xStats does a very good job of categorizing batted ball types into six buckets and is more precise than FanGraphs’ three batted ball types. xStats shows that Shaw was hitting far too many popups, 24% compared to the league average of 18%. Clearly, that’s going to decrease a player’s batting average and BABIP. However, he was hitting a ton high drives which are where the homers come from but not enough low line drives which help with batting average. This explains some drop-off in batting average and BABIP, but not all of it. So maybe we can expect Shaw to have a BABIP closer to his career rate of .286. That should help Shaw raise his average at least 30 points next year to around the .270-range. Unfortunately, his stolen base total went from 10 down to just three, so we can’t count on more than a handful there. With Cain and Yelich living on-base in front of Shaw, I’d expect him to drive in another 100 runs as he did in 2017. Oh, and by the way, he gains 2B eligibility in 2019. BONUS

Aaron Hicks (NYY – OF) ADP 119
Here were the players with a higher walk rate than Aaron Hicks in 2018: Mike Trout, Bryce Harper, Joey Votto, and Carlos Santana. That’s it! Of that group, only Votto and Santana had a lower strikeout rate than Hicks’ 19.1%. He’s an on-base machine. Hicks is also one of 15 players to hit at least 25 home runs and steal at least 10 bases in 2018. It’s always been a matter of health and playing time for HIcks. With Brett Gardner’s declining athleticism due to his age, Hicks should see the majority of the work out in centerfield for the Yankees. He’s also a great candidate to hit in one of the top two spots in one of the Major Leagues most potent lineups.




What do you know, another hitter with a low BABIP following the 2018 season, catch the trend? A .264 BABIP led to a sub-.250 average for Hicks who doesn’t profile as a guy who should have such a below-average BABIP. His fly ball rate is just below 40% and possesses above-average speed. I wouldn’t put Hicks’ BABIP over .300 but somewhere around .280-.285 sounds about right. An average near .260-.265 won’t hurt you and with Hicks being a switch hitter, the majority of his plate appearances come from the left side, and that’s as good as gold for hitters at Yankee Stadium. Hicks might be a late bloomer but his barrel% has gone up each of the last two years. He’s done that while improving his plate discipline. With an O-Swing of 20.9% in 2018, Hicks ranked 7th in MLB one spot ahead of Matt Carpenter.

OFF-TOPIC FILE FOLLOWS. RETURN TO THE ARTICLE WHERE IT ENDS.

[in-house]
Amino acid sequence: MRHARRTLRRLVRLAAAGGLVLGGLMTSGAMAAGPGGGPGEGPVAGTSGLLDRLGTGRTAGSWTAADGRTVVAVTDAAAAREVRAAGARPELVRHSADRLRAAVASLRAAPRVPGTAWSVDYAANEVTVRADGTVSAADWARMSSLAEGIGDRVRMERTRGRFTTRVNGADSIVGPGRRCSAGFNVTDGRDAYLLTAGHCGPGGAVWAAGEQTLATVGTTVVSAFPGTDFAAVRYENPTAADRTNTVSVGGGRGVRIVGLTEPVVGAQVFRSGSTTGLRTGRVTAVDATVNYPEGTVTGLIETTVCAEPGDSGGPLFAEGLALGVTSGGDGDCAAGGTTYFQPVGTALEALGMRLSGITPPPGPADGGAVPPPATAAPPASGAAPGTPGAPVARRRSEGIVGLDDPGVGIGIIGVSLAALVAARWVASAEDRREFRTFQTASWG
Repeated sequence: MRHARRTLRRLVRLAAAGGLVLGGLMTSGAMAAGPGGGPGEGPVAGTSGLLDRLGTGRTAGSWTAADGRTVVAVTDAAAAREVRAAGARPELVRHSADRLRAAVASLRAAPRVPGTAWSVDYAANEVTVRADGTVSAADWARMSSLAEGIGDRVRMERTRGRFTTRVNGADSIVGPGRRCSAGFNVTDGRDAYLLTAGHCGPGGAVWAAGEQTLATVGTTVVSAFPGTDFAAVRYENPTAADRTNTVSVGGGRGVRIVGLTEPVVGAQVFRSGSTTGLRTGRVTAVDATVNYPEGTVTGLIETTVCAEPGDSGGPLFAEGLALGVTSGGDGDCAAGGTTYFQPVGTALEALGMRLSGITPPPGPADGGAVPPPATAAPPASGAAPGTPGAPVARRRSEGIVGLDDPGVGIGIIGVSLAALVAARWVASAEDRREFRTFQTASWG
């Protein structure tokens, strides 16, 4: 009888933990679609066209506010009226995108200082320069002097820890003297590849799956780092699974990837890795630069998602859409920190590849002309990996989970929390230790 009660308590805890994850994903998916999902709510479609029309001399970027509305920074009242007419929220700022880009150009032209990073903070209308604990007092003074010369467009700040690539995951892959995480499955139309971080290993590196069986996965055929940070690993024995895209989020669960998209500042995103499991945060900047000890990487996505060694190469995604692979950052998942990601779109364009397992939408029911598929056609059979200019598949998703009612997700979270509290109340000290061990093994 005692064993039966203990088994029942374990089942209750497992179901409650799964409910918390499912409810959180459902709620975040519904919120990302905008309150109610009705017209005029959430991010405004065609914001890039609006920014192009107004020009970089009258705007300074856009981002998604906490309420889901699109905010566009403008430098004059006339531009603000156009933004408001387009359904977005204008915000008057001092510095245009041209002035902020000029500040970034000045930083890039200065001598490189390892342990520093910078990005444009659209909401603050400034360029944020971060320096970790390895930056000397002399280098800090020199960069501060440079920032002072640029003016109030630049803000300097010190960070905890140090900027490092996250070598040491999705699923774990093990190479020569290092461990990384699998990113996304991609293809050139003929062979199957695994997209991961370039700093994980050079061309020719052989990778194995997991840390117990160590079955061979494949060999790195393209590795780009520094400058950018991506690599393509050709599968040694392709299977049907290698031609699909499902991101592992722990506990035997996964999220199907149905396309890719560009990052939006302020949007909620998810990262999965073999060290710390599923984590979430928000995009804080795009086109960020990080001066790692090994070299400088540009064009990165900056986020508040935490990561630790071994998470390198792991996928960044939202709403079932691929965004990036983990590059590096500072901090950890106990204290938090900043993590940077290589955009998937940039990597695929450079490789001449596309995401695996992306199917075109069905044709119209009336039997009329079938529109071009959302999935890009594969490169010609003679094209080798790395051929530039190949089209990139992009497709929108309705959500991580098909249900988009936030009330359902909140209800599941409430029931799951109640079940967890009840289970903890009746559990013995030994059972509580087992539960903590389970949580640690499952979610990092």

Can Hicks give us a 30-10 season in 2019? Well, we will have to wait and find out, but at pick near 120 overall, there’s very little risk given his numbers, park, and lineup.

A.J. Pollock (ARI – OF) ADP 75
I know, I know, another often injured outfielder. It’s difficult to quit a guy who is capable of hitting 25 to 30 homers and stealing 25 bases. Pollock is going to be 31 next year and he has played more than 140 games in a season just once in his career. That was back in that magical 2015 season where he hit .315 with 20 homers and 39 steals. MMMMM Sexy. Even with his age advancing, Pollock has still shown plenty of speed on the basepaths with 33 steals in his last 225 games between 2017 and 2018. What has impressed me, even more, is his improvement in the power department.